Image

8:50 PM / Thursday August 6, 2020

9 Oct 2011

Cancer patients at risk for serious blood clots: Study

  • Facebook
  • Twitter
October 9, 2011 Category: Health Posted by:

HealthDay

 

Blood clots affect as many as one in five U.S. cancer patients and sharply increase the cost of their care, a new study has found.

 

Researchers analyzed data from 30,552 cancer patients in the United States and found a large number developed a potentially deadly blood clot called a venous thromboembolism (VTE) within a year of undergoing chemotherapy for certain types of cancers.

 

One year after treatment, VTE occurred in 21.5 percent of pancreatic cancer patients, 16.7 percent of stomach cancer patients, 14.8 percent of lung cancer patients, 11.9 percent of colorectal cancer patients, 11.4 percent of ovarian cancer patients and 9.9 percent of bladder cancer patients, the investigators found.

 

It’s not fully understood why VTEs can develop during cancer treatment, but contributing factors include chemotherapy side effects, blood-clotting agents released by tumors, and pre-existing health issues such as obesity and anemia, according to researchers led by Dr. Gary H. Lyman, a professor of medicine at Duke Cancer Institute.

Image

 

The average cost of care for a cancer patient who develops a VTE and requires medication and hospitalization is $110,362, compared with $77,984 for a patient who does not have a VTE.

 

“Direct medical costs of health care are significantly greater among cancer patients experiencing a VTE and still do not include caregiver expenses, out-of-pocket costs and the intangible costs of pain and suffering,” Lyman said in a Duke news release.

 

The ability to identify patients with the highest risk of developing blood clots could improve preventive use of anti-clotting medicine or blood thinners, Lyman suggested.

 

The study, which is slated for presentation Monday at the European Multidisciplinary Cancer Congress in Stockholm, was supported by the pharmaceutical company Sanofi.

 

Experts note that study findings presented at medical meetings should be viewed as preliminary until published in a peer-reviewed journal.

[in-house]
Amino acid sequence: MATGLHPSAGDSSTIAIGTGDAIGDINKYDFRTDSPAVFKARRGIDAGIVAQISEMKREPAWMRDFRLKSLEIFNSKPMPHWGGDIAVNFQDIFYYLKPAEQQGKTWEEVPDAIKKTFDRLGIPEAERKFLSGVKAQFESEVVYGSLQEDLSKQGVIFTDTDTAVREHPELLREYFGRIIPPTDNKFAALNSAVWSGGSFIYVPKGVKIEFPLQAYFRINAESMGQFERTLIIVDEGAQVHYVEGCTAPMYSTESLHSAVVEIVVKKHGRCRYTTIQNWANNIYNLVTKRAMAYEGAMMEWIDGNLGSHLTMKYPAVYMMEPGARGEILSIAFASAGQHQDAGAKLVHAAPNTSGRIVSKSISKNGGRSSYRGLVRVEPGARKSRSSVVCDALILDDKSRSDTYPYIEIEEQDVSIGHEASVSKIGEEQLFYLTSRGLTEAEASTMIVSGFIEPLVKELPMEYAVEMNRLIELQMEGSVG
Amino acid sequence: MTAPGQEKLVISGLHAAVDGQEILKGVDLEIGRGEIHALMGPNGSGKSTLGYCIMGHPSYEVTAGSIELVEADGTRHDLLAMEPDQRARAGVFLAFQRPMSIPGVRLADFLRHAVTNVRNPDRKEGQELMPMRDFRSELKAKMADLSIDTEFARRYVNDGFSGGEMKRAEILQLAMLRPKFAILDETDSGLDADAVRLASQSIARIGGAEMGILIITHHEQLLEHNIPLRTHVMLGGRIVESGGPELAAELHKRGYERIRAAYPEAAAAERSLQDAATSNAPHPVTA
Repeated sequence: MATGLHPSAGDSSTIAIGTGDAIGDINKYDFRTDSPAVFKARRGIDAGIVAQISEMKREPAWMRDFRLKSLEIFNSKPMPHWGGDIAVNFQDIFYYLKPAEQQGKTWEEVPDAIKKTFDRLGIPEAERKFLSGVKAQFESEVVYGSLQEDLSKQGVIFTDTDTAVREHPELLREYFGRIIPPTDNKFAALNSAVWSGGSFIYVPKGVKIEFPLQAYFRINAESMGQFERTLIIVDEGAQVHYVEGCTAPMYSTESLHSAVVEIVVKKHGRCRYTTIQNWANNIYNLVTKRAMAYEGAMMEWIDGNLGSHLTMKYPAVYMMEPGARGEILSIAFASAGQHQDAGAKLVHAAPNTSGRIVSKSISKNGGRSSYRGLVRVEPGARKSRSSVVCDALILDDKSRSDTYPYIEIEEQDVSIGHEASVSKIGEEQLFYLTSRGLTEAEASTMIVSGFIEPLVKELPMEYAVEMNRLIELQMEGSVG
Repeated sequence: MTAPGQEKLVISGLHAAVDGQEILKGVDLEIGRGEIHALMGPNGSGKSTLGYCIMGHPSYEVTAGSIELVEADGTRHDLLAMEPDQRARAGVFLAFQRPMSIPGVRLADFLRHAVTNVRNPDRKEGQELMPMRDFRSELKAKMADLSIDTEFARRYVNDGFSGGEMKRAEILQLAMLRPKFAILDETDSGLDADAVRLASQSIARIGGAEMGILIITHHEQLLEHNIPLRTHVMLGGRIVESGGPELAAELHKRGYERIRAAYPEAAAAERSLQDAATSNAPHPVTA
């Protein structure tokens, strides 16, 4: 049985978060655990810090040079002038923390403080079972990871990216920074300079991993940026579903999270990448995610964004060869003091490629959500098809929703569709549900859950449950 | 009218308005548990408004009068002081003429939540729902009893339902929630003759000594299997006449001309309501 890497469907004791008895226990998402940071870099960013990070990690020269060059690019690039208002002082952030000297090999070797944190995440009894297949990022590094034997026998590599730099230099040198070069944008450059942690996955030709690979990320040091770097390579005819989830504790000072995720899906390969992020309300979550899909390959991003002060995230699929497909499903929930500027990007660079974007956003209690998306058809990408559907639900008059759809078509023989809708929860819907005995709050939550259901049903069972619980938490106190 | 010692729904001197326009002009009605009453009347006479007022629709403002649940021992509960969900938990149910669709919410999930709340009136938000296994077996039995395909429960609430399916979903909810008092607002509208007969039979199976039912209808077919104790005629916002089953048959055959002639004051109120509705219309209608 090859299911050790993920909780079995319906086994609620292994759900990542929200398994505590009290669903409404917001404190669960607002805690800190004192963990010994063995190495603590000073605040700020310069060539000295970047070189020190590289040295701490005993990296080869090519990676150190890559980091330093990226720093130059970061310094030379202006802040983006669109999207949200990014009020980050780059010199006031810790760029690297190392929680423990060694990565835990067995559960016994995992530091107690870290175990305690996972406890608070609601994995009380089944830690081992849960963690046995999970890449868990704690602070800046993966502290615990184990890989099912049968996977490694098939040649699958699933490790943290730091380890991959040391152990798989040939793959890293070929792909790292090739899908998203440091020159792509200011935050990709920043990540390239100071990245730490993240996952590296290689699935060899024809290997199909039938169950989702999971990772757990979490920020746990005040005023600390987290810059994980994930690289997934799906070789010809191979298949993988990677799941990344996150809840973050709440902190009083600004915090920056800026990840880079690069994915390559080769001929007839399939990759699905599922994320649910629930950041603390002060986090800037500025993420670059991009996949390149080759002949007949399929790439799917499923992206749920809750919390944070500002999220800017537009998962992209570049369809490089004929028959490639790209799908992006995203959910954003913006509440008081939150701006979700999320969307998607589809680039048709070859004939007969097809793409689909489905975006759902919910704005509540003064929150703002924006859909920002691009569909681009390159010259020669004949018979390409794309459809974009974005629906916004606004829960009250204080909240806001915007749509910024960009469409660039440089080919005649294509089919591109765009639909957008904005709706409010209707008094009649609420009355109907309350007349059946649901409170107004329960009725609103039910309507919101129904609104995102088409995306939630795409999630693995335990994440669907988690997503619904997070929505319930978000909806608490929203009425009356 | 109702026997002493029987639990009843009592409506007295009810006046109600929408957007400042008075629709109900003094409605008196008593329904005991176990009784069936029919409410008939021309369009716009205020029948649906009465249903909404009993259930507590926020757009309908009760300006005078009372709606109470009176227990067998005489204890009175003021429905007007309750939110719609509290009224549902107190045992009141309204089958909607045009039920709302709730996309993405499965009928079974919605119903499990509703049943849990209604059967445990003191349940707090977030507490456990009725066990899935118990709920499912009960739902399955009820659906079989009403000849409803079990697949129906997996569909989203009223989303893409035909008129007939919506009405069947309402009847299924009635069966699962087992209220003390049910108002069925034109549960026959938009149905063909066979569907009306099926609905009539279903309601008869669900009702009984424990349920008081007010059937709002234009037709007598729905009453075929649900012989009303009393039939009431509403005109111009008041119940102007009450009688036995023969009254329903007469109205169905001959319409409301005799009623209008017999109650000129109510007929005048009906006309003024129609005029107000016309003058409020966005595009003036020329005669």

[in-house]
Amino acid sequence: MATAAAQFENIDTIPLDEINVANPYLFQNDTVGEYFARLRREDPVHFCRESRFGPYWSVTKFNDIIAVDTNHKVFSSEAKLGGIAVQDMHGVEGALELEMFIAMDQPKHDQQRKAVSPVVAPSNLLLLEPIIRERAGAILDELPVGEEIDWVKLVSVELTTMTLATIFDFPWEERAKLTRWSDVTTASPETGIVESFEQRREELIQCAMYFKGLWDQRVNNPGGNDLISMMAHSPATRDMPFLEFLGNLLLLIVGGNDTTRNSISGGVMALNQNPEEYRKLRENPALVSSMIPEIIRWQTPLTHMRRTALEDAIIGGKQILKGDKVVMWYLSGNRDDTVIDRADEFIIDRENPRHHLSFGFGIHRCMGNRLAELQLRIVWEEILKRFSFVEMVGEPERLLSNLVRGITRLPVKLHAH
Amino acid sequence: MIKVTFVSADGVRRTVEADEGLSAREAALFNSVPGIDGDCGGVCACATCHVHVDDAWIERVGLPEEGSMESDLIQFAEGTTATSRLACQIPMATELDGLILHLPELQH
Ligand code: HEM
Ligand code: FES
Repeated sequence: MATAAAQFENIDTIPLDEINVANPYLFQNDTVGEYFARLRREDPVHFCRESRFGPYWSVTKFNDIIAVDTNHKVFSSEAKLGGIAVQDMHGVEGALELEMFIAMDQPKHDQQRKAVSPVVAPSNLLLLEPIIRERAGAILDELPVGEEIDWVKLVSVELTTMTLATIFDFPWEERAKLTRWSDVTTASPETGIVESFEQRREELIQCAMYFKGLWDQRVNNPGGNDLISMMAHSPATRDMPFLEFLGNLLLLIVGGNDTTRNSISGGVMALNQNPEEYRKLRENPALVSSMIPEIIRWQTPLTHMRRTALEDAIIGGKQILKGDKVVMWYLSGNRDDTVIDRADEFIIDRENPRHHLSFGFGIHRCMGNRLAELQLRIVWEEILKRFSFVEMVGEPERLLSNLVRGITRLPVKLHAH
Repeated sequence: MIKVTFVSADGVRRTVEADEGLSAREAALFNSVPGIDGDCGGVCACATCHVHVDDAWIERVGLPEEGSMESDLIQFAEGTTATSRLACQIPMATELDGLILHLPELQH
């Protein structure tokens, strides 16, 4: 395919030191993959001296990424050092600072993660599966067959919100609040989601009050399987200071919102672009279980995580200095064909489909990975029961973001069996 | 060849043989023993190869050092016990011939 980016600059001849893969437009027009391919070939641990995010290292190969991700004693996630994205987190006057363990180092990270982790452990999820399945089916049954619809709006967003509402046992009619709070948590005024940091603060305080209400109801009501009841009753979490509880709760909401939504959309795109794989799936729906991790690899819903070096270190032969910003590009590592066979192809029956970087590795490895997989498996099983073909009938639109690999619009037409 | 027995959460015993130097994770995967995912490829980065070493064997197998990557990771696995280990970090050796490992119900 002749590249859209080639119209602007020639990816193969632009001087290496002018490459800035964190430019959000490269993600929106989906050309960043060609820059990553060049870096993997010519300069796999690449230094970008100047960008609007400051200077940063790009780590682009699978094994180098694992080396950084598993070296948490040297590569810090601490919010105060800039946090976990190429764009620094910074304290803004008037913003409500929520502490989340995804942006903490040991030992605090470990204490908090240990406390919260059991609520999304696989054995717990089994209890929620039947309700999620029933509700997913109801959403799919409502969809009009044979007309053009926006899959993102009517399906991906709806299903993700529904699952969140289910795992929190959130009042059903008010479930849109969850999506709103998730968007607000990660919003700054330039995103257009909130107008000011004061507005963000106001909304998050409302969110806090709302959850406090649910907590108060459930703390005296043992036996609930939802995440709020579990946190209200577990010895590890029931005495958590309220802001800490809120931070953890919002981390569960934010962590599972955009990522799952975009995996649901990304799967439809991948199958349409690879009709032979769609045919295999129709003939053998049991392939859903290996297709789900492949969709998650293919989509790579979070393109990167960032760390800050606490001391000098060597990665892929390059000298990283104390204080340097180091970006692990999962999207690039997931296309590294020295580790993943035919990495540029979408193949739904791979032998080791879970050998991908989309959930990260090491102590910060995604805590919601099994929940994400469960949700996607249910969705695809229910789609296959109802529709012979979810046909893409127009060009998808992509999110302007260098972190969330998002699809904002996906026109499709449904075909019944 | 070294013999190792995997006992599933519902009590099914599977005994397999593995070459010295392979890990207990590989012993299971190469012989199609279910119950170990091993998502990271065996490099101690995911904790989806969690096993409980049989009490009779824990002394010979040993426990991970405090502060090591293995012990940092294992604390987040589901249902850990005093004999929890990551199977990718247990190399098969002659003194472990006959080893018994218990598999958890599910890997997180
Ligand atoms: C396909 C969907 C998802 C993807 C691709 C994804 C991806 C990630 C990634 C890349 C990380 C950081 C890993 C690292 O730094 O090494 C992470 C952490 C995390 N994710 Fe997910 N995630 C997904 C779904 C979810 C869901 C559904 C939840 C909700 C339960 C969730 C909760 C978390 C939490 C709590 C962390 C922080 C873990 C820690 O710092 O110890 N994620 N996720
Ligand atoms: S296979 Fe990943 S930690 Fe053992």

• Facebook
  • Twitter

Leave a Comment

Recent News

Sun Report

Police agencies pulling out of Democratic convention

July 31, 2020

Tweet Share Pin Email MILWAUKEE (AP) — More than 100 police agencies are withdrawing from agreements to...

Entertainment

Toronto sets lineup, Regina King to debut Muhammad Ali film

July 31, 2020

Tweet Share Pin Email ABOVE PHOTO: Actor-director Werner Herzog, left, and actress-director Regina King. The Toronto International...

Stateside

NAACP Kicks Off 111th Annual Convention with Arts, Culture & Entertainment Festival

August 3, 2020

Tweet Share Pin Email Washington, D.C. – The NAACP will kick off its 111th Annual Convention on Monday,...

Commentary

A Millennial Voice: Vital Tonics

July 31, 2020

Tweet Share Pin Email By Danaé Reid To the naked eye, Natalie Bustamante looks like your ordinary,...

Seniors

How self-determination is changing elderly and disability care in the age of COVID-19

July 31, 2020

Tweet Share Pin Email BPT The threat of COVID-19 in nursing homes and assisted living facilities has...

Go With The-Flo

Cuba Gooding Jr. catches the Gov. Cuomo’s ire after being photographed with his mask down at charity event

July 31, 2020

Tweet Share Pin Email ABOVE PHOTO: Cuba Gooding Jr. (Photo: Denis Makarenko / Shutterstock) By Florence Anthony...

The Philadelphia Sunday Sun Staff